- a tax on property for some local purpose.
- any tax assessed and paid to a local government, as any city tax or district tax.
verb (used with object), rat·ed, rat·ing.
verb (used without object), rat·ed, rat·ing.
- in any event; in any case.
- at least: It was a mediocre film, but at any rate there was one outstanding individual performance.
Origin of rate1
Synonyms for rate
verb (used with or without object), rat·ed, rat·ing.
Origin of rate2
Related Words for ratesestimate, quota, percentage, amount, standard, figure, price, tax, cost, toll, tariff, pace, flow, time, count, appraise, consider, grade, evaluate, regard
Examples from the Web for rates
Contemporary Examples of rates
Rates are thought to be similar in developed countries around the world.How Skinny Is Too Skinny? Israel Bans ‘Underweight’ Models
January 8, 2015
Not surprisingly, rates for recovery vary enormously, from as low as three percent to upwards of 75 percent.You’re Never ‘Cured’ of an Eating Disorder
December 20, 2014
Well into the post-2008 recovery, the country suffers from rates of labor participation at a 36 year low.Legal but Still Poor: The Economic Consequences of Amnesty
November 21, 2014
Hepatitis B plays by the same rules, though the rates of transmission are about 10 times more frequent.The CDC Was Wrong About How to Stop Ebola
October 1, 2014
They endure further torment as rates of rape, domestic violence and early marriage skyrocket in times of crisis.Are We Listening to Syria’s Women and Girls?
David Miliband, Melanne Verveer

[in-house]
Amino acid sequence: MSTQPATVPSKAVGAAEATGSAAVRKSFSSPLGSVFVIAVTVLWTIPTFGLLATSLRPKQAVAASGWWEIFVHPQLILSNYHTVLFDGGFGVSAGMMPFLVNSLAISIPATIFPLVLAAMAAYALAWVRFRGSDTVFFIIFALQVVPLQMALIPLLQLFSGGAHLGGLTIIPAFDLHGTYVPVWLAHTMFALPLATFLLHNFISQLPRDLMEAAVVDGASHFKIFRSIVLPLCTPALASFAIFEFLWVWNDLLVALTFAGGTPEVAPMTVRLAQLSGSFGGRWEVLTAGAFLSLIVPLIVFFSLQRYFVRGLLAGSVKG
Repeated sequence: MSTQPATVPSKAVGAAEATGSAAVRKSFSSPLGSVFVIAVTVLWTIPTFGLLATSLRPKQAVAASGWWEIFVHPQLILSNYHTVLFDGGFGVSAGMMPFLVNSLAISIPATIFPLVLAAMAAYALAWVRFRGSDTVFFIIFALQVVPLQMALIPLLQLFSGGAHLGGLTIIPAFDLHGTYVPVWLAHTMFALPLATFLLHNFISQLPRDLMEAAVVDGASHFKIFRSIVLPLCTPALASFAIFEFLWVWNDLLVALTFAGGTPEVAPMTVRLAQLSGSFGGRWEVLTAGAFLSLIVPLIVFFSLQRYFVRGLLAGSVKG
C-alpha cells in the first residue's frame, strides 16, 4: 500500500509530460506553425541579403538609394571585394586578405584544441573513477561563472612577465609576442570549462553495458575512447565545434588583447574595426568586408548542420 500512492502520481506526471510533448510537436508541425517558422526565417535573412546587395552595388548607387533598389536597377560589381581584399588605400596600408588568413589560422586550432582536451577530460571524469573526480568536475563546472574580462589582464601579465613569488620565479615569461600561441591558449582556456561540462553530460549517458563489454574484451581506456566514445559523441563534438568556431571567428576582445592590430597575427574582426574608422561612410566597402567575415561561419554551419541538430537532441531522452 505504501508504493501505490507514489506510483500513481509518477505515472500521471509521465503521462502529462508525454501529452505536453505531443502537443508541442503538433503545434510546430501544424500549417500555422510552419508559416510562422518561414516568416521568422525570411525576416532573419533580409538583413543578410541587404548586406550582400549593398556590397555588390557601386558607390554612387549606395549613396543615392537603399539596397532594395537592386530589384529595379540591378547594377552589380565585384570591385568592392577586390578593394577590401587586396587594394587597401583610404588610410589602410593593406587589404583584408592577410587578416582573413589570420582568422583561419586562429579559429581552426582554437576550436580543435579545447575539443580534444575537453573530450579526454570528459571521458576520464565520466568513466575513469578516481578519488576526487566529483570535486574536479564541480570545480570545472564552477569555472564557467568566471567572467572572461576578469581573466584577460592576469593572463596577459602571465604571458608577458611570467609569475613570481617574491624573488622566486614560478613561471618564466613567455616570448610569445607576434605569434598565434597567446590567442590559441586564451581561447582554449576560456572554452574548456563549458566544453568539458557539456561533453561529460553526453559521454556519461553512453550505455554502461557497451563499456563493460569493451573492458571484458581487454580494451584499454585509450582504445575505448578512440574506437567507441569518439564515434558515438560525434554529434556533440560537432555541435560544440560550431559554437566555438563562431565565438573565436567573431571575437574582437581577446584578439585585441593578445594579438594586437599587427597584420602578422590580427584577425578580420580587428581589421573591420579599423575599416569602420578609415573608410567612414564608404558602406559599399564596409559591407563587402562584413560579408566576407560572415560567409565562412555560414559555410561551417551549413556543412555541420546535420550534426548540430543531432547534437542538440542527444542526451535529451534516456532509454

September 26, 2014
Historical Examples of rates
He's dropped into a soft spot—he rates best in the percentage card.Thoroughbreds
W. A. Fraser
Trains are slow, and rates often so high as to be prohibitory.
Rates fell in one year from $1.80 to 25 cents per hundred pounds.
Hence, if the rates fixed by the law were twenty-five per cent.
When these rates and the classification conflict, these rates will govern.
- a price or charge with reference to a standard or scalerate of interest; rate of discount
- (as modifier)a rate card
- relative quality; class or grade
- (in combination)first-rate ideas
verb (mainly tr)
Word Origin for rate
Word Origin for rate
"estimated value or worth," early 15c., from Old French rate "price, value" and directly from Medieval Latin rata (pars) "fixed (amount)," from Latin rata "fixed, settled," fem. past participle of reri "to reckon, think" (see reason (n.)). Meaning "degree of speed" (prop. ratio between distance and time) is attested from 1650s. Currency exchange sense first recorded 1727. First-rate, second-rate, etc. are 1640s, from British Navy division of ships into six classes based on size and strength. Phrase at any rate originally (1610s) meant "at any cost;" weakened sense of "at least" is attested by 1760.
"to scold," late 14c., probably from Old French reter "to impute blame, accuse, find fault with," from Latin reputare "to count over, reflect," in Vulgar Latin, "to impute, blame" (see reputation). Related: Rated; rating.
"estimate the worth or value of," mid-15c., from rate (n.). Intransitive sense of "have a certain value, rank, or standing" is from 1809; specifically as "have high value" from 1928. Related: Rated; rating.
see at any rate; at this rate; x-rated.